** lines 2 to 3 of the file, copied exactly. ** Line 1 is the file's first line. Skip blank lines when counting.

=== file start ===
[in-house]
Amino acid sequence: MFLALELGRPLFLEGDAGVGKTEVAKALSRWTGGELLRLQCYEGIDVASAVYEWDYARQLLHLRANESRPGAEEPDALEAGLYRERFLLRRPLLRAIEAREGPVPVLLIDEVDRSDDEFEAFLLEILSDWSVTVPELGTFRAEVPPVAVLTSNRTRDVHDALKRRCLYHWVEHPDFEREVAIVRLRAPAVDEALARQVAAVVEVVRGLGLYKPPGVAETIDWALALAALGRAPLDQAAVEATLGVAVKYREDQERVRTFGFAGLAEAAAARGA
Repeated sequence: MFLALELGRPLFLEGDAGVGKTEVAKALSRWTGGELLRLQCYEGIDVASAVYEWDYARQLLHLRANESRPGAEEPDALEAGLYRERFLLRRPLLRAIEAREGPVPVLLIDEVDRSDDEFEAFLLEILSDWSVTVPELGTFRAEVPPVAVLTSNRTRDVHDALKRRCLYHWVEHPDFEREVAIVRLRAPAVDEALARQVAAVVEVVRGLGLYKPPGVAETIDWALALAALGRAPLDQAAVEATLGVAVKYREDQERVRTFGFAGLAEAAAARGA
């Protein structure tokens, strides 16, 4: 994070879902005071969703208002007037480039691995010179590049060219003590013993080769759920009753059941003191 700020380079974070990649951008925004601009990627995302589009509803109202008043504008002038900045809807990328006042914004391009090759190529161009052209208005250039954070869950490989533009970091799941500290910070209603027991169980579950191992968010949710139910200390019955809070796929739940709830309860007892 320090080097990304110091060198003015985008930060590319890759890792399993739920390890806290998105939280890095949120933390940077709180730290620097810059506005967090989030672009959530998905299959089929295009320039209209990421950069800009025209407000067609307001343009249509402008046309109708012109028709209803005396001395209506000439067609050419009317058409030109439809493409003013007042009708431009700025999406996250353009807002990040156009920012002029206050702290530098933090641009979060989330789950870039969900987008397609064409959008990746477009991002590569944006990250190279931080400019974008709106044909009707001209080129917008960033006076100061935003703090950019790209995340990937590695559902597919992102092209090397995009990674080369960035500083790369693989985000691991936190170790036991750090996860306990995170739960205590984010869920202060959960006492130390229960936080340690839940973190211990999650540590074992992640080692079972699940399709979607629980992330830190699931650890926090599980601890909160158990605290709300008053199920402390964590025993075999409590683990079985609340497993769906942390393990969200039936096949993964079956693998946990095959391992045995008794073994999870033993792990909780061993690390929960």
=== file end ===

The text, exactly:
Amino acid sequence: MFLALELGRPLFLEGDAGVGKTEVAKALSRWTGGELLRLQCYEGIDVASAVYEWDYARQLLHLRANESRPGAEEPDALEAGLYRERFLLRRPLLRAIEAREGPVPVLLIDEVDRSDDEFEAFLLEILSDWSVTVPELGTFRAEVPPVAVLTSNRTRDVHDALKRRCLYHWVEHPDFEREVAIVRLRAPAVDEALARQVAAVVEVVRGLGLYKPPGVAETIDWALALAALGRAPLDQAAVEATLGVAVKYREDQERVRTFGFAGLAEAAAARGA
Repeated sequence: MFLALELGRPLFLEGDAGVGKTEVAKALSRWTGGELLRLQCYEGIDVASAVYEWDYARQLLHLRANESRPGAEEPDALEAGLYRERFLLRRPLLRAIEAREGPVPVLLIDEVDRSDDEFEAFLLEILSDWSVTVPELGTFRAEVPPVAVLTSNRTRDVHDALKRRCLYHWVEHPDFEREVAIVRLRAPAVDEALARQVAAVVEVVRGLGLYKPPGVAETIDWALALAALGRAPLDQAAVEATLGVAVKYREDQERVRTFGFAGLAEAAAARGA